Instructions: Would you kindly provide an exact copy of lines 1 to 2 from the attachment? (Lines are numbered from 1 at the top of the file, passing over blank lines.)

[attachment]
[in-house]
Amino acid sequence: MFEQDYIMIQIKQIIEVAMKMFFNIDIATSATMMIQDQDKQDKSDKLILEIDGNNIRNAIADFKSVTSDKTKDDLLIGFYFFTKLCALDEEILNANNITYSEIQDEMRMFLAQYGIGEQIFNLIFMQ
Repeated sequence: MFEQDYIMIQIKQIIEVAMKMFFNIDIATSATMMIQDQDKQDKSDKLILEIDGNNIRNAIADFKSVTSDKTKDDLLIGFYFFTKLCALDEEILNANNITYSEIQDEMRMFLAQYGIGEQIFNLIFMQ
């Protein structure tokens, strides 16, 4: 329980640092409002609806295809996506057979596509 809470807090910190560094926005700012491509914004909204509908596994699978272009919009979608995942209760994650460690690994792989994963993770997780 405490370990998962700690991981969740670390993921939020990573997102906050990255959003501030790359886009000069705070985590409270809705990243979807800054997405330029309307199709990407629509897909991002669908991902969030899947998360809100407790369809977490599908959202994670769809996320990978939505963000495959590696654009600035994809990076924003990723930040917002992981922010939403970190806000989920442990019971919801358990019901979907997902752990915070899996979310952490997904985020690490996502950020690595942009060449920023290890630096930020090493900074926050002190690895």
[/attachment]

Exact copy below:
[in-house]
Amino acid sequence: MFEQDYIMIQIKQIIEVAMKMFFNIDIATSATMMIQDQDKQDKSDKLILEIDGNNIRNAIADFKSVTSDKTKDDLLIGFYFFTKLCALDEEILNANNITYSEIQDEMRMFLAQYGIGEQIFNLIFMQ